31 March 2016 - SIR ISAAC NEWTON AND THAT APPLE




SIR ISAAC NEWTON 
AND THAT APPLE

G'day folks,

No doubt you have heard the story about Sir Isaac Newton and an apple that fell on his head? Mm ... Read on.

 Sir Isaac Newton PRS was an English physicist and mathematician who is widely recognised as one of the most influential scientists of all time and as a key figure in the scientific revolution.

Legend has it that a young Isaac Newton was sitting under an apple tree when he was bonked on the head by a falling piece of fruit, a 17th-century “aha moment” that prompted him to suddenly come up with his law of gravity. In reality, things didn’t go down quite like that. Newton, the son of a farmer, was born in 1642 near Grantham, England, and entered Cambridge University in 1661. Four years later, following an outbreak of the bubonic plague, the school temporarily closed, forcing Newton to move back to his childhood home, Woolsthorpe Manor. 



It was during this period at Woolsthorpe (Newton returned to Cambridge in 1667) that he was in the orchard there and witnessed an apple drop from a tree. There’s no evidence to suggest the fruit actually landed on his head, but Newton’s observation caused him to ponder why apples always fall straight to the ground (rather than sideways or upward) and helped inspired him to eventually develop his law of universal gravitation. In 1687, Newton first published this principle, which states that every body in the universe is attracted to every other body with a force that is directly proportional to the product of their masses and inversely proportional to the square of the distance between them, in his landmark work the “Principia,” which also features his three laws of motion.  




In 1726, Newton shared the apple anecdote with William Stukeley, who included it in a biography, “Memoirs of Sir Isaac Newton’s Life,” published in 1752. According to Stukeley, “After dinner, the weather being warm, we went into the garden, & drank thea under the shade of some apple trees… he told me, he was just in the same situation, as when formerly, the notion of gravitation came into his mind…. occasion’d by the fall of an apple, as he sat in a contemplative mood.”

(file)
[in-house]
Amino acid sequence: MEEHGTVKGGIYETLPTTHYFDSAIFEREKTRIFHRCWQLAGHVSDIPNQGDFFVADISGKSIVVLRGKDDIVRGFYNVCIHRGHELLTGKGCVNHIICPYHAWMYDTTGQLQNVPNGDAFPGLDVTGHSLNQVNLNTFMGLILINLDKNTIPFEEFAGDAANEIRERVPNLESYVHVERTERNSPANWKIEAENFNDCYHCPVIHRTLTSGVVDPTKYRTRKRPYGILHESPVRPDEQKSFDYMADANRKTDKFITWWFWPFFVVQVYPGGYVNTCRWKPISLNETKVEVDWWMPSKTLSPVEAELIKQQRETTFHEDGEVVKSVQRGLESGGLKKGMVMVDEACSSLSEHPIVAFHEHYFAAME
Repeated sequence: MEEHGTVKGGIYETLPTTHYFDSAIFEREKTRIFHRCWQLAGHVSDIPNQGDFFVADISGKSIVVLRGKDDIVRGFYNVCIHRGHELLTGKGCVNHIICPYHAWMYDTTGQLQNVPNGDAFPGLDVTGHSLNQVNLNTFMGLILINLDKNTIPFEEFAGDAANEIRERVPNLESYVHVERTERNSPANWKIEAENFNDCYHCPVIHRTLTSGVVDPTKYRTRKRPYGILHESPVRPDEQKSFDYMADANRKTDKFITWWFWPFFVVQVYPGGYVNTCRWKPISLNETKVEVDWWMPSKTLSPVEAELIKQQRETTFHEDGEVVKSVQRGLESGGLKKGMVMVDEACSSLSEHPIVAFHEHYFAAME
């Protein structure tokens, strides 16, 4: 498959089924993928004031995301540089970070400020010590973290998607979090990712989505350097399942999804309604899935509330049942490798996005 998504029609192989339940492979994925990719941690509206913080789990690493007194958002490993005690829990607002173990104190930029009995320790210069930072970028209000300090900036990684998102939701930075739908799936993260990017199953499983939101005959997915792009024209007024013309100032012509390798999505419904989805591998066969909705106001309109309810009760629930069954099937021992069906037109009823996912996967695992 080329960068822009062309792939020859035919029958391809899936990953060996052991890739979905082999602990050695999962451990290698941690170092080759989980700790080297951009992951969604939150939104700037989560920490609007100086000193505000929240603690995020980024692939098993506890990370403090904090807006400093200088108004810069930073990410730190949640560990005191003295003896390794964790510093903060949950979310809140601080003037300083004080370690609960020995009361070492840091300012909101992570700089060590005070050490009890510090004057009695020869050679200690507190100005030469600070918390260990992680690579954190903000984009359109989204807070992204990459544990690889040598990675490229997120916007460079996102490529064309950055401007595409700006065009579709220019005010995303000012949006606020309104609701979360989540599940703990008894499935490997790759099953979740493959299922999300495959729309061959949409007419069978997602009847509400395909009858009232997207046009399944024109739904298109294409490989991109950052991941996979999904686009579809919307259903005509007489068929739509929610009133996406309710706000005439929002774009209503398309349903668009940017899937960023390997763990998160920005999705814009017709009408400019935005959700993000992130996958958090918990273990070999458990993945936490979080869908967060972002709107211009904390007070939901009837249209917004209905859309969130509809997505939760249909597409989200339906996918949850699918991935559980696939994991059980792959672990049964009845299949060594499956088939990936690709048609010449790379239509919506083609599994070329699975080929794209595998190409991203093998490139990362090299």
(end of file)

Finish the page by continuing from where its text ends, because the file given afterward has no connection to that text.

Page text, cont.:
The esteemed mathematician and physicist died in 1727 and was buried at Westminster Abbey. His famous apple tree continues to grow at Woolsthorpe Manor.



Clancy's comment: I wonder if he actually liked apples?


Great review by John Campbell, movie maker:

 Hello Clancy,
 
Today, I have just completed reading the fourth of your short stories you
gave me, complete with your personal signature. That alone impressed me heaps, but today I finished reading 'Kick Ass Tyler'. I started with 'Mr Rainbow', that was stunning enough, but it got better with 'KY', followed by 'Sheeza'. Now, as I say, it was the ultimate, 'Kick Ass Tyler'. All these books and their intriguing content, miraculously came from you incredible imagination. Like your previous works I have read, I was unable to put them down, postponing many of life's necessities, like sleeping and eating, just so I could continue reading. Another member of my crew, Jenni, said the same thing.
 
Clancy, to say I am impressed, fails to even describe my reactions. If I could find a word that described being totally gob-smacked with each of them, I would still would not even start to convey the feeling each one of them left with me. As those sad words "The End" appeared quite suddenly on the last page, I was left feeling empty, as if I had suddenly lost some very dear friends. "Oh! it's over". This is true magic, Clancy. Firstly to say that I know the Author personally, and then to have him agree to my directing a full length movie of one of them, is incredibly humbling. Your work, as I start the 'GH' marathon has given me an indescribable sense of confidence.
 
Lost for words, I sincerely thank you.
 
John.

Thanks, John. So, don't waste any time, folks. Head up to the top right-hand side of this post and buy a book ... Or two.  

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